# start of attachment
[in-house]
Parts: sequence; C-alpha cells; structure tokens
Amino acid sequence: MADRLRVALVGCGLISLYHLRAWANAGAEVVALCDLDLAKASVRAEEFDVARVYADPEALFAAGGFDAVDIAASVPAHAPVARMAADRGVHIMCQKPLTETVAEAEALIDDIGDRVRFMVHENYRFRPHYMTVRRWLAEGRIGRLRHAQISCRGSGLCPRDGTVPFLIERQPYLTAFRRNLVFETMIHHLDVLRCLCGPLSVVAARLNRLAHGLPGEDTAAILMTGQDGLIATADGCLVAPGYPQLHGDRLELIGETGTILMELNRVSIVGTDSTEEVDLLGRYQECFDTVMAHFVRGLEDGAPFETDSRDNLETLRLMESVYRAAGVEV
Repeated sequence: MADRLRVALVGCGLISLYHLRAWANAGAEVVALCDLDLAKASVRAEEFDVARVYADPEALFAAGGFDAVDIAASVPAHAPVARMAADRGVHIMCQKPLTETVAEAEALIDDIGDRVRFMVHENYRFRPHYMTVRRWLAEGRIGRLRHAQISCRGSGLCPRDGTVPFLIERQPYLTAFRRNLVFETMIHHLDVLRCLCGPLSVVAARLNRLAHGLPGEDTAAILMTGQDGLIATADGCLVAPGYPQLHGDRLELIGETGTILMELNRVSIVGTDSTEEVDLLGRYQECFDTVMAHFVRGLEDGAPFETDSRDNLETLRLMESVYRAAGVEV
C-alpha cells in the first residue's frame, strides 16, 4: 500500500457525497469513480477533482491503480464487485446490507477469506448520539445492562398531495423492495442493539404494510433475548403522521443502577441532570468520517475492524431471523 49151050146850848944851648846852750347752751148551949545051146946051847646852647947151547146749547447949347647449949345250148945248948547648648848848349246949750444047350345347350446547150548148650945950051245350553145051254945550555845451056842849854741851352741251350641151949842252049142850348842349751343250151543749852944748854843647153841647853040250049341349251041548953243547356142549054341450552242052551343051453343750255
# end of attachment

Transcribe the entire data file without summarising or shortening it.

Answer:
[in-house]
Parts: sequence; C-alpha cells; structure tokens
Amino acid sequence: MADRLRVALVGCGLISLYHLRAWANAGAEVVALCDLDLAKASVRAEEFDVARVYADPEALFAAGGFDAVDIAASVPAHAPVARMAADRGVHIMCQKPLTETVAEAEALIDDIGDRVRFMVHENYRFRPHYMTVRRWLAEGRIGRLRHAQISCRGSGLCPRDGTVPFLIERQPYLTAFRRNLVFETMIHHLDVLRCLCGPLSVVAARLNRLAHGLPGEDTAAILMTGQDGLIATADGCLVAPGYPQLHGDRLELIGETGTILMELNRVSIVGTDSTEEVDLLGRYQECFDTVMAHFVRGLEDGAPFETDSRDNLETLRLMESVYRAAGVEV
Repeated sequence: MADRLRVALVGCGLISLYHLRAWANAGAEVVALCDLDLAKASVRAEEFDVARVYADPEALFAAGGFDAVDIAASVPAHAPVARMAADRGVHIMCQKPLTETVAEAEALIDDIGDRVRFMVHENYRFRPHYMTVRRWLAEGRIGRLRHAQISCRGSGLCPRDGTVPFLIERQPYLTAFRRNLVFETMIHHLDVLRCLCGPLSVVAARLNRLAHGLPGEDTAAILMTGQDGLIATADGCLVAPGYPQLHGDRLELIGETGTILMELNRVSIVGTDSTEEVDLLGRYQECFDTVMAHFVRGLEDGAPFETDSRDNLETLRLMESVYRAAGVEV
C-alpha cells in the first residue's frame, strides 16, 4: 500500500457525497469513480477533482491503480464487485446490507477469506448520539445492562398531495423492495442493539404494510433475548403522521443502577441532570468520517475492524431471523 49151050146850848944851648846852750347752751148551949545051146946051847646852647947151547146749547447949347647449949345250148945248948547648648848848349246949750444047350345347350446547150548148650945950051245350553145051254945550555845451056842849854741851352741251350641151949842252049142850348842349751343250151543749852944748854843647153841647853040250049341349251041548953243547356142549054341450552242052551343051453343750255